The number has more than tripled since 2003. The largest groups are from Poland, Ukraine, the Philippines, Thailand and Lithuania. Norwegian-born women with immigrant parents accounted for 3.6 per cent of the female population in the country or 104 100 persons. The largest groups are women with immigrant parents from Pakistan. Poland, Somalia, Iraq and Vietnam. Immigrant women and their Norwegian-born daughters are a complex group with a background from 218 different countries and independent regions. We know that both country background, reason for immigration and duration of stay are of great importance for integration. Norwegian-born women to immigrant parents are also a very interesting group from an integration perspective. They were born and raised in Norway and will have different prerequisites than their parents to cope in society’s various arenas.

Among immigrant women and their Norwegian- born daughters, significant differences exist in educational achievement, even within the groups we examine. Generally, Norwegian-born daughters of immigrant parents tend to have the highest educational outcomes, while women who immigrated at an earlier age lag slightly behind the broader population. Women who immigrated at a higher age fare worse, but there are numerous reasons for why they, on average, don't keep pace with other groups. When accounting for length of residence these differences become less pronounced. Overall, women across all these groups have surpassed their mothers in educational attainment. Given that education plays a crucial role in participation and integration within Norwegian society, this trend suggests that these daughters are forging opportunities that were not available to their parents.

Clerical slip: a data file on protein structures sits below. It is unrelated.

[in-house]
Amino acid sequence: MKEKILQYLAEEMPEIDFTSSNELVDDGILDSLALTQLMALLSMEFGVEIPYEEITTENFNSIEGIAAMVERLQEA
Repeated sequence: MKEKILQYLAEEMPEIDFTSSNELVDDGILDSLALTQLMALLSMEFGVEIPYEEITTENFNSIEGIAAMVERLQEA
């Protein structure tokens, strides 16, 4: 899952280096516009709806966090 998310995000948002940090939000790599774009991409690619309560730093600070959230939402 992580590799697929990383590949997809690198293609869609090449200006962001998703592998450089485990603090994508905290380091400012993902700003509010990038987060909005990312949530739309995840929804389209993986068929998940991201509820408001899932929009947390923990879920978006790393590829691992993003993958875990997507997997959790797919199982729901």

The employment rates among Norwegian born women to immigrant parents and early immigrated women aged 25 – 39 years were at the end of 2022 quite equal, at about 78-79 per cent. The other immigrant women at the same age had a lower rate, 65.4 per cent, which was 19 percentage points lower than women without an immigrant background who had 84.5 per cent employed. There were only marginal gender disparities in these population groups except the group of other immigrants where men’s employment rate was 10 percentage points larger than the women’s. There are only small differences in the employment rates among Norwegian born women to immigrant parents and early immigrated women as the country background is concerned. Among the other immigrant women there are larger disparities. Those from Europe outside the EU, Asia and Africa have significant lower rates than those from the Nordic countries and the EU-countries.

Ranking their household income into quartiles, we find a high proportion of immigrant women in the lower end of the income distribution. Many immigrant women in the bottom income quartile are characterised by either living alone or being single parents, by having a weak attachment to the labour force and to depend on disability benefits and other income transfers. A relatively high proportion with persistent low-income confirm that many immigrant women are economically vulnerable. Norwegian-born daughters to immigrant parents have an income distribution more in line with women without an immigrant background. The proportion with persistent low-income is much smaller among these women compared to immigrant women. However, persistent low-income seems to be transferred to a greater extent from immigrant parents to their Norwegian-born daughters, compared to parents and their daughters without an immigrant background.